Let’s turn it around for a moment, and look at what God is trying to accomplish:

“I gave you empty stomachs in every city
   and lack of bread in every town,
   yet you have not returned to me,” declares the LORD.

“I also withheld rain from you
   when the harvest was still three months away.
I sent rain on one town,
   but withheld it from another.
One field had rain;
   another had none and dried up.
People staggered from town to town for water
   but did not get enough to drink,
   yet you have not returned to me,” declares the LORD.

“Many times I struck your gardens and vineyards,
   destroying them with blight and mildew.
Locusts devoured your fig and olive trees,
   yet you have not returned to me,” declares the LORD.

“I sent plagues among you
   as I did to Egypt.
I killed your young men with the sword,
   along with your captured horses.
I filled your nostrils with the stench of your camps,
   yet you have not returned to me,” declares the LORD.

“I overthrew some of you
   as I overthrew Sodom and Gomorrah.
You were like a burning stick snatched from the fire,
   yet you have not returned to me,” declares the LORD.

   “Therefore this is what I will do to you, Israel,
   and because I will do this to you, Israel,
   prepare to meet your God.” (Amos 4:6-12)

So. God initiates some suffering, yes. Do you understand that he gives you a solution? Do you understand that you can choose how you react to it? That you can choose what sort of person you become? And how it affects your eternity?

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Regarding suffering in Hell, at the judgment of God: do you understand that you are eternal?

You may have said this – certainly you know people who have said it. Said what? People have said “No” to God. “No! And that’s my final answer! I don’t want anything to do with you now – tomorrow – ever! Stop asking me!”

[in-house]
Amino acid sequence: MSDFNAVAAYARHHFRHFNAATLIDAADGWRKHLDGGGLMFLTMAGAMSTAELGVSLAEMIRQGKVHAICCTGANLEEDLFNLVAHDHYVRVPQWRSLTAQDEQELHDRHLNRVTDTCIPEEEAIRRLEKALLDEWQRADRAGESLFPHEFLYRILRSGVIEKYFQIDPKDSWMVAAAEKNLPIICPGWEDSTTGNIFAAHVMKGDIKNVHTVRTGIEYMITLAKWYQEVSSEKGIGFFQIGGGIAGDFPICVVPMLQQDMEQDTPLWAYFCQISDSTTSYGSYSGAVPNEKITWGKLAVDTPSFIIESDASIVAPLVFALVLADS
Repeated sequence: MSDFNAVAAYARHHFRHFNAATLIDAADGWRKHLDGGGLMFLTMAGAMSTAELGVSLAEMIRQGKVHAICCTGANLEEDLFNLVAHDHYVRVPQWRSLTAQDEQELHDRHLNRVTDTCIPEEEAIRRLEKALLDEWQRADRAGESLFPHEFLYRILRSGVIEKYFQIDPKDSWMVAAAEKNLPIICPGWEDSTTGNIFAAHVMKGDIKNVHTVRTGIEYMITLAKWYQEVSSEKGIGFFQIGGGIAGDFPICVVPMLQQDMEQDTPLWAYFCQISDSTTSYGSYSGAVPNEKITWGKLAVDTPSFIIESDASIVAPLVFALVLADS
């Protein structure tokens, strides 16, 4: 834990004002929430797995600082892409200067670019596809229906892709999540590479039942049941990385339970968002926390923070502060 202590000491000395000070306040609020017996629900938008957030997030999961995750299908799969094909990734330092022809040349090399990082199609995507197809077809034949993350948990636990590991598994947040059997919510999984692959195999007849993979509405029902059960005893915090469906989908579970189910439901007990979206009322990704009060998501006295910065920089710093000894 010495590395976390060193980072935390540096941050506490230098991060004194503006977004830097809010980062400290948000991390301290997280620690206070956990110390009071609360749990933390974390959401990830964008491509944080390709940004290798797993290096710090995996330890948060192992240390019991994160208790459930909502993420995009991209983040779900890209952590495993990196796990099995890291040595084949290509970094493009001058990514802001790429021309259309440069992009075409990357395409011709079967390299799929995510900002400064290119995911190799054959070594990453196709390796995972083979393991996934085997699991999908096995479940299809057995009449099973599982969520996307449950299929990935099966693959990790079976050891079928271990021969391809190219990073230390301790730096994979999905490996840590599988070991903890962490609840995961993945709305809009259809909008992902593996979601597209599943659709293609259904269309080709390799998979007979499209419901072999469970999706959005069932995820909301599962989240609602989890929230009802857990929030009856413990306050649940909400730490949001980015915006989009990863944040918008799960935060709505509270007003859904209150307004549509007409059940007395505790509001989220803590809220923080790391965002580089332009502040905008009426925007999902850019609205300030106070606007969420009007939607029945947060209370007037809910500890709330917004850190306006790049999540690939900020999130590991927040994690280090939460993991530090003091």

“But,” you say, “it’s not fair. We didn’t really understand the penalty.” Oh, I see. In other words, you would have said “Yes” to God – not because you loved him, but to avoid punishment.

I’m going to write something now that will offend some Christians. But that’s okay, because what I’m writing is in the Bible. Some people don’t know how to deal with it. Here we go: the Bible gives us several descriptions of the afterlife for people who don’t serve God, and most of them don’t involve flaming pits. IN FACT – in the Bible, eternity for the unbeliever is described as the grave, darkness, nothingness, as a time when all is forgotten, a desert wasteland, a stinking garbage pit… in addition to being described as a place of eternal flame. Which description is accurate? How do we account for the different descriptions? Could it be that, like Heaven, it’s a bit much for us to comprehend while we’re still in these bodies?

Every description of both Heaven and Hell is given in language we can relate to, and yet we don’t have a very clear picture of either one.

What we do have a clear picture of is God. Jesus came to show us the Father. We know that God is loving, and he is just. He is not a pushover. He will not be ignored. Neither is he some sick sadist who likes to pull the wings off of flies. Heaven and Hell will both be consistent with God’s love and justice.

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Notes:

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To Be Truly Known

Short Words 009

To Be Truly Known

The Text

“She gave this name to the Lord who spoke to her: ‘You are the God who sees me.’” (Genesis 16:13)

The Short Word